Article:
Tales of an Experienced Guide and Conservationist

IF you want to know what’s going on when you arrive in a foreign city, ask the taxi driver who picks you up from the airport.

Similarly, if you want to find out whether there are elephants in the Hoanib river, ask the tour guide at Fort Sesfontein Lodge. Take time to chat to him, because Petrus Ganuseb can tell you a lot more than that, starting many years ago, before he was the Chief of the Nami Dumab Traditional Authority.

As a boy, young Petrus used to ride down the Hoanib river bed on a donkey to deliver food and tobacco to his older brother, who worked at a diamond mine on the Skeleton Coast. In those days the elephants were plentiful and Petrus learned to read their behaviour. Now, like then, he still knows when it is safe to go close and when to back away.

Ganuseb takes off his hat and scratches his grey stubble of a haircut, and wonders at the stupidity of some tourists. The South Africans are the worst, he says, youngsters with cool-boxes of beers who drive big Land Cruisers much too fast and use them to chase the elephants out of the bush.

Chief Ganuseb is a Damara, but his authority is based on the area, which stretches all the way from Palmwag to the Skeleton Coast Park. Herero and Damara people graze cattle and goats on the sparse vegetation.

Like many people in Kunene region, he remembers 1980 as a turning point: the time of drought, when everything died first the grass, then the cattle and goats, and finally the wildlife. People hunted what little there was, in order to survive. Ganuseb has never hunted. He grows food on a plot irrigated by the six fountains – Sesfontein – and he trades tobacco grown on his plot for goats with the Himba people in the north.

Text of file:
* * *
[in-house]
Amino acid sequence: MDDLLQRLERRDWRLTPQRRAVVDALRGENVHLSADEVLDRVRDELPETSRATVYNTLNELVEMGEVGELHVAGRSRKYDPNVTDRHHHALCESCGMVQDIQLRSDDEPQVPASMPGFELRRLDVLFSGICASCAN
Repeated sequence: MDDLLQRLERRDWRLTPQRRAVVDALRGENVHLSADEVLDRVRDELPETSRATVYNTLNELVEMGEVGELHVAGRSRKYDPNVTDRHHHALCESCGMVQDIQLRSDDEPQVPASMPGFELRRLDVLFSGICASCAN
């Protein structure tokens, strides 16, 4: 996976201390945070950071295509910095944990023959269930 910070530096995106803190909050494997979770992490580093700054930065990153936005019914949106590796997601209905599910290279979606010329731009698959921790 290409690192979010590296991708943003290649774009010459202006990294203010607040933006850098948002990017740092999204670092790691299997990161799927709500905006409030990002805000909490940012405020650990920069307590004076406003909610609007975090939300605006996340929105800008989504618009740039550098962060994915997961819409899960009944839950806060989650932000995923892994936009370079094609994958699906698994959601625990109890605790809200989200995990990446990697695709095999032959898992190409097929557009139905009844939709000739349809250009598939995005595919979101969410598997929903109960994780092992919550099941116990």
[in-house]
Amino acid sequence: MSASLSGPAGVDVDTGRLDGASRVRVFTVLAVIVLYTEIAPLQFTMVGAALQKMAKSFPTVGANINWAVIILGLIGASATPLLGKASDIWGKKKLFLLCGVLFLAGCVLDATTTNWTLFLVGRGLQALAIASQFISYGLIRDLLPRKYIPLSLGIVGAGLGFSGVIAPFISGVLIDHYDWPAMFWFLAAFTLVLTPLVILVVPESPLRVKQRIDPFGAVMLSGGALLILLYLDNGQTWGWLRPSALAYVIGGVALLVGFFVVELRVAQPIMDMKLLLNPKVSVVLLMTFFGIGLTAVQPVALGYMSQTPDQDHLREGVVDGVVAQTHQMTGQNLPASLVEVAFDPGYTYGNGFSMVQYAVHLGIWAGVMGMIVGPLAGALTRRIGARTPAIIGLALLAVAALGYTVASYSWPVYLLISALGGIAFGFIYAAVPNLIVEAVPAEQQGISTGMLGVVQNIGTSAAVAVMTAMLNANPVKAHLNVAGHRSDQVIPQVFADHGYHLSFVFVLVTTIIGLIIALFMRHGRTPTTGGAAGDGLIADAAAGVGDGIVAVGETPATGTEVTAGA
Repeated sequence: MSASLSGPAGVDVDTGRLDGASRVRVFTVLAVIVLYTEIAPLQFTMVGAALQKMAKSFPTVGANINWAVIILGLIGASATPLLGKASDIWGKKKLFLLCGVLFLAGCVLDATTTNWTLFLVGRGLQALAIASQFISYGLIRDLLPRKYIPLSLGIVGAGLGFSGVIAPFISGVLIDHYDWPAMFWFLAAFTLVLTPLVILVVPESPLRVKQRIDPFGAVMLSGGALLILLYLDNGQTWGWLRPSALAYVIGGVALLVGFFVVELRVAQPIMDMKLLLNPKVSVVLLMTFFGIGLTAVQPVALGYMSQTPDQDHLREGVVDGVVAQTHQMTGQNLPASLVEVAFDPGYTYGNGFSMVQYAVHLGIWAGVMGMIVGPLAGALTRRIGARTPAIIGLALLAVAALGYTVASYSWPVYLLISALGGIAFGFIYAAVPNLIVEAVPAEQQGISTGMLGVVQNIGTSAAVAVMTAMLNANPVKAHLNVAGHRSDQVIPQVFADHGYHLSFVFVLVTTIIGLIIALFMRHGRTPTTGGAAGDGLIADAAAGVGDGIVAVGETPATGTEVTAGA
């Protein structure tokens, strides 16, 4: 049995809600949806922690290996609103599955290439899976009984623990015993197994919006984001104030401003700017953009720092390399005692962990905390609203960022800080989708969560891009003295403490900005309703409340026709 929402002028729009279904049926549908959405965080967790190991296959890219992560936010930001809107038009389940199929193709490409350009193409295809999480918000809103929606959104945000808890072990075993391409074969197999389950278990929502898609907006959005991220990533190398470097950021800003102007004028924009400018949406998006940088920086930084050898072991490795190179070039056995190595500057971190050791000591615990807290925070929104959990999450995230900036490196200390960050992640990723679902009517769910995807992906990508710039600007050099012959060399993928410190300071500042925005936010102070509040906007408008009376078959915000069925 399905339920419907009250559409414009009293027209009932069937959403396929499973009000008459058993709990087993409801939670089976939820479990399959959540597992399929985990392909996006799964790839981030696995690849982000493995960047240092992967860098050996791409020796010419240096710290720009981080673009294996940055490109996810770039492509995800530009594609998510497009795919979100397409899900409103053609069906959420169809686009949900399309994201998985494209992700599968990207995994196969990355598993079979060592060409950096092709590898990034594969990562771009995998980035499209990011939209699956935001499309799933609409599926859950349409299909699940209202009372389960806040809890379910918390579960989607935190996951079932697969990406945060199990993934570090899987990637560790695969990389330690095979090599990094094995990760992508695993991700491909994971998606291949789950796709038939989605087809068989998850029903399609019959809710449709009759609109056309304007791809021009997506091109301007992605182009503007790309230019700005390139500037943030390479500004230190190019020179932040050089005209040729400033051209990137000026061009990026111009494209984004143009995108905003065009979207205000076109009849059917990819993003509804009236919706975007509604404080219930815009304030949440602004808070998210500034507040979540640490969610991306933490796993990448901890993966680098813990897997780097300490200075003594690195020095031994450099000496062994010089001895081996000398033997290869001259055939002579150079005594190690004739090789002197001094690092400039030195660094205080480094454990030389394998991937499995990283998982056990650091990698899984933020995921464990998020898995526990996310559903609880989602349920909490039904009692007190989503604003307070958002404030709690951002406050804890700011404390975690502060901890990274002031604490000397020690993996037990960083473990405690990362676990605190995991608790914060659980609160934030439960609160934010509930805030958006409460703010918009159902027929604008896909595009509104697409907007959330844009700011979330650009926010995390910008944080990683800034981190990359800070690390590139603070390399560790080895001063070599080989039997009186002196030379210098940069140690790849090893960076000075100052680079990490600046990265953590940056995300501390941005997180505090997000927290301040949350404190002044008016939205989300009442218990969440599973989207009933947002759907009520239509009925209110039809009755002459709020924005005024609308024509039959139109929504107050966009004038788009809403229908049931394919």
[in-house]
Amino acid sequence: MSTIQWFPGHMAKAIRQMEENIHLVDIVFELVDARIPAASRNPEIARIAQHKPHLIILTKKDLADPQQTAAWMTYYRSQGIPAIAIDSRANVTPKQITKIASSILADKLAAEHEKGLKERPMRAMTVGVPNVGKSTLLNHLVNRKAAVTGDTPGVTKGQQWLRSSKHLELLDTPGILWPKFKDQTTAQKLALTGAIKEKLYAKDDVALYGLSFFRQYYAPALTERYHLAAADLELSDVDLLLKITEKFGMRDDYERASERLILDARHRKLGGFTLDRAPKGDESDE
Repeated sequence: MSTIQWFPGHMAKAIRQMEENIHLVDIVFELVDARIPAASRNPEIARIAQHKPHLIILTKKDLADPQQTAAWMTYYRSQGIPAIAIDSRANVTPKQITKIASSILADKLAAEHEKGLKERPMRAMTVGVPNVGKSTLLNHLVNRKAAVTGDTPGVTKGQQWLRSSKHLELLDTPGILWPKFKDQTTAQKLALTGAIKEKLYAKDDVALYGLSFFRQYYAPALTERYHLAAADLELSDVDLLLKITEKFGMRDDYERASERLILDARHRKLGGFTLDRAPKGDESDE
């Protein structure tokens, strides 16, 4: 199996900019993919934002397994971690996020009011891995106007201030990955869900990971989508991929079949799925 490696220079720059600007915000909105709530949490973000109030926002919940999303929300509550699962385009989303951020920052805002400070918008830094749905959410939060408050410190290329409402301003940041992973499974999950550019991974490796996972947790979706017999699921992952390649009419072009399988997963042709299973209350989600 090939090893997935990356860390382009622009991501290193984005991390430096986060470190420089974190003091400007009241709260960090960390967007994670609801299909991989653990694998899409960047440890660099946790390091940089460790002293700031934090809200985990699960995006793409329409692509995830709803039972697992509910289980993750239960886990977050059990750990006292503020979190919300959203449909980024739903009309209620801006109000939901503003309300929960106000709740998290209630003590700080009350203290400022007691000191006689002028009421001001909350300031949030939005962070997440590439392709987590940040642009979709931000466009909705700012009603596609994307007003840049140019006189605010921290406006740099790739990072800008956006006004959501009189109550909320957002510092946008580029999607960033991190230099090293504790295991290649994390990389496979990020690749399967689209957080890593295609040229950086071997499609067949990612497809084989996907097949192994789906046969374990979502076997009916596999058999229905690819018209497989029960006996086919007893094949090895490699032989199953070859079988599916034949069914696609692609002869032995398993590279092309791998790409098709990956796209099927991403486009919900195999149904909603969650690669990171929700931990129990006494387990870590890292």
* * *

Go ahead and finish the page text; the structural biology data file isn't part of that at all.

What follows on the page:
Last year the drought returned and his flock was reduced from a hundred and fifty to just eight.

Back in 1980, Ganuseb was not a chief, but he had influence. Conservationists like Garth Owen-Smith and Chris Eyre were talking to the chiefs and headmen in Namibia’s arid north-west, known then as the Kaokoveld, and now as Kunene region. The chiefs wanted to stop the illegal hunting of wildlife, but did not know how – their people needed to eat.

Together they came up with a novel idea: the forerunner of Namibia’s conservancy movement. If the conservationists could provide basic foodstuffs, maize meal, tea, sugar and tobacco, the chiefs would select community game guards to stop the rampant poaching. Ganuseb chose people he knew.

How did he know they could do the job, and that they wouldn’t continue to poach? He gives a piercing look and says “I knew them.” After independence he was elected Chief, and a lot of other things started to change. The first communal conservancies were formed, giving people rights over wildlife. As the populations of springbok, oryx, zebra and kudu rebounded, limited hunting was allowed.

Game guards were paid a salary, and income to the conservancies from trophy hunting brought tangible benefits to their members. Last year, says Ganuseb, Sesfonein Conservancy paid every member a hundred Namibia Dollars and distributed game meat. The school exam fees of Grade 10 students were paid by the conservancy.

It’s a success story that is vulnerable to reverses. Last year there was a drought. The numbers of springbok and kudu have dropped, so the hunting quota will have to be reduced, cutting income.

Worse, the conservancy committee is riven by disputes, and no benefits have been paid this year. Traditional leaders can only aise, alongside the Ministry of Environment and Tourism, and Sesfontein’s main support NGO, Integrated Rural Development and Nature Conservation. Close management and discrete support are needed, but ultimately, the conservancy members have to call the committee to account. Conservancies are democracies.

Chief Ganuseb can tell the tourists at the lodge all about the conservancy, and the wildlife in the dry Hoanib river bed, which cuts a sandy path for 100 kilometres west towards Moumlwe Bay. He has been a guide since 1995 and he loves the job.

He pats his belly guiding puts food on his table, thanks to the increase in wildlife, and thanks to Namibian conservation.

Source : The Namibian